Saturday, October 27, 2012

Notes on THE MASTER

There is some magnificent acting in The Master, directed by Paul Thomas Anderson (Magnolia, Boogie Nights, There Will Be Blood).  First of all, there's Joaquin Phoenix as the hard-drinking and physically abusive WWII Navy veteran, Freddie Quell.  This guy is frayed.  Something eclipsed his heart and the stuff he drinks isn't doing a thing for his emotional stability.  He will drink just about anything as long as it burns.  The movie opens when he's still a sailor in the Pacific and we see him basically castrating a tree.  He climbed up a tree and whacked off two big coconuts.  That sure looked symbolic to me.
There's romantic deprivation on the island.  These seamen need sexual relief.  If this was a musical, the sailors would've sung "There Is Nothing Like A Dame" here.  The story continues as brilliant Phoenix gives us some of the most memorable posture and body language of any original human movie character we've met on the big screen this year.
You almost expect Freddie Quell to break out into a solo of "I'm a Little Teapot."
Not since Best Actor Academy Award winner Yul Brynner in 1956's The King and I  has an actor gotten so much mileage out of aggressively walking around with arms akimbo.
And then there's Philip Seymour Hoffman as the equally hard-drinking but way more sophisticated guy who is The Master, the founder and leader of a cult-like group that hints at Scientology.  Hoffman is extraordinary as the co-dependent, charismatic charlatan.
I had this thought during Hoffman's last five minutes in the film:  Not that we need it, but if there was a big screen remake of Gypsy, he should play Rose's boyfriend, Herbie.  Think the "You'll Never Get Away From Me" number.  Then there's gifted, wide-eyed Amy Adams as the iron butterfly, Mrs. Lancaster Dodd, wife and master of The Master.
The angry, loveless drifter latches on to The Master's philosophy with dark devotion.  He'll beat up anybody, any skeptic who criticizes The Master or questions his credibility.
Master Dodd takes to mentally unsteady Freddie like a son.  Mrs. Dodd is wary.  Yes, the acting is brilliant -- and when this drama ends, you say to yourself, "What the hell was that all about?"  This is intellectual fare.  An art film, if you will.  Did you ever see the Preston Sturges 1941 classic, Sullivan's Travels?  This new Paul Thomas Anderson feature made me think of the comment Veronica Lake as The Girl makes about art films in that 1941 screwball comedy:  "There's nothing like a deep dish movie to drive you out in the open."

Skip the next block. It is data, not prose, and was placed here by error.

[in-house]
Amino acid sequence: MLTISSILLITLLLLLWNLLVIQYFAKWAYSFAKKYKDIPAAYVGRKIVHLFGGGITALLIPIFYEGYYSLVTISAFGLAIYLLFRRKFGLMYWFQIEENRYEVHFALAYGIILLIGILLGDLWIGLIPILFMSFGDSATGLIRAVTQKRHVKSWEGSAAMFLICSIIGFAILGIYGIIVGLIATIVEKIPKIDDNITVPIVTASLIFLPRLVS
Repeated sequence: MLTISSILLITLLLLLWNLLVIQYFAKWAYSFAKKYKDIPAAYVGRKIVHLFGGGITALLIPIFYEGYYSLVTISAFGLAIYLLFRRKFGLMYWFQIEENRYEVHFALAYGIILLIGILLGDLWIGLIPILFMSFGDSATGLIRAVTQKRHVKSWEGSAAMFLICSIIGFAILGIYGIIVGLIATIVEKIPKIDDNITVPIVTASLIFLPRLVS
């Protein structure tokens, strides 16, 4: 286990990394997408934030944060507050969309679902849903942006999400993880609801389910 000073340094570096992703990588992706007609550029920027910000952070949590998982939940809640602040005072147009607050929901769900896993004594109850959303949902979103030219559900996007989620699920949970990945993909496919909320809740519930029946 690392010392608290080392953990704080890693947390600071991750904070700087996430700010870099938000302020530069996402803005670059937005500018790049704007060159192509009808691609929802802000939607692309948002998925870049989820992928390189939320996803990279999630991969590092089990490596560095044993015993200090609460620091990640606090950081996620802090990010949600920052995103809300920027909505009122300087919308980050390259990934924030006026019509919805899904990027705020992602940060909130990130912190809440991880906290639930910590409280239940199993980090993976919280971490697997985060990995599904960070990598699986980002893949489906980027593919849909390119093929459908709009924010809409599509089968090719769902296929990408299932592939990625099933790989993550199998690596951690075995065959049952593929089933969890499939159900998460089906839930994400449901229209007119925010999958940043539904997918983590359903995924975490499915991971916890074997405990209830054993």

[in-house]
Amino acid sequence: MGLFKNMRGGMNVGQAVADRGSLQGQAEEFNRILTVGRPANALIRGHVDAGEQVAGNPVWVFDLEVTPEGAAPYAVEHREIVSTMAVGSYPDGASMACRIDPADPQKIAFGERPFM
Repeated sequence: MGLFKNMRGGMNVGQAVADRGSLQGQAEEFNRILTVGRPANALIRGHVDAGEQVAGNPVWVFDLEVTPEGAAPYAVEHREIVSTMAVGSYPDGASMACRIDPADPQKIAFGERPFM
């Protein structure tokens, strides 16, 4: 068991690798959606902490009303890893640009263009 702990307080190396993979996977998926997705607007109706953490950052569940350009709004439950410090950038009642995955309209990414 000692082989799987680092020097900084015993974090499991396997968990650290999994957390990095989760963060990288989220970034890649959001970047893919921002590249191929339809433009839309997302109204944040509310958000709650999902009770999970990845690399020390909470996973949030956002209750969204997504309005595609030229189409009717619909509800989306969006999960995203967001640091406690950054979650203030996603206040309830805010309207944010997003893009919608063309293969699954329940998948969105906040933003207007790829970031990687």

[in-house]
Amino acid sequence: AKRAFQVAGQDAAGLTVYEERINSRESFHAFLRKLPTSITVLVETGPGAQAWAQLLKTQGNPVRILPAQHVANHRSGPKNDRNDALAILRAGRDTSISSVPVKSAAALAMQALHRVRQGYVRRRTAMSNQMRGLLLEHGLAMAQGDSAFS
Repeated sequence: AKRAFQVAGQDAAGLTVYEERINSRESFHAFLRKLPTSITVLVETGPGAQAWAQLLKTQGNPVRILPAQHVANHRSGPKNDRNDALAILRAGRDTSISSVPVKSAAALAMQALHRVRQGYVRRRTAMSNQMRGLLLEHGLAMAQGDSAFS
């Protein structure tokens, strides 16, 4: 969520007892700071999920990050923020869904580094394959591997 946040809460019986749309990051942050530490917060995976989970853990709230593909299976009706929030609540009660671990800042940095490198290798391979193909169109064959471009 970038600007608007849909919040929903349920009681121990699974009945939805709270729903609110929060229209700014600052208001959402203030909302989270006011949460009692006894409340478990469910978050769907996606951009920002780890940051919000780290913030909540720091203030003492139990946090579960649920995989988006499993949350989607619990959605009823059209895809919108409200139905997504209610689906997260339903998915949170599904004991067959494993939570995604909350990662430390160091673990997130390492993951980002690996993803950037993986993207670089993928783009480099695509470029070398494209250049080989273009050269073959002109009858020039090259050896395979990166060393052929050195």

I'm not telling you more about The Master in case you want to see it.  I will tell you that, after I sat through it, I really needed to see something like Sullivan's Travels or The King and I.  Something less highbrow, something more understandable, something that seemed to have a definite point.  I went to see Argo.  Loved it.  I'm not quite sure what point director/writer Anderson was trying to make in Freddie's  friendship with Lancaster Dodd, but I think the sight of Freddie whacking off those two large hanging coconuts in the beginning of The Master was a big clue.  And the acting was great.  Did you see it?







2 comments:

  1. Yes, I saw it. I had the same reaction as you Bobby. Anderson was unclear in the point he was trying to drive at in this film. The performances were amazing though, and there's almost no doubt that both Phoenix and Hoffman will get Oscar nominations. More about Lancaster Dodd's character should have been explored in regards to his back history. Great observation, too, with Phoenix's hunchback posture. It's a unique acting style for him. The best scene in the whole film is when Dodd is hammering Freddie with repeated questions about his past as if he's interrogating him. Phoenix shows real explosive emotion in this scene. It's a mesmerizing scene. Absolutely riveting. Overall, I was really anticipating seeing this film but walked out of the theater a little disappointed. A good movie that was worth my trip to the theater. Still a lot better than most of the stuff out there today, but I think some negative feedback will hurt its chances of winning the Oscar for Best Picture and maybe even its chances for a Best Picture nod. The acting noms for Phoenix and Hoffman should be a shoo-in, though.

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  2. Totally agree with you, Thomas. Phoenix and Hoffman were riveting. Their extraordinary acting made up for the frustrating screenplay.

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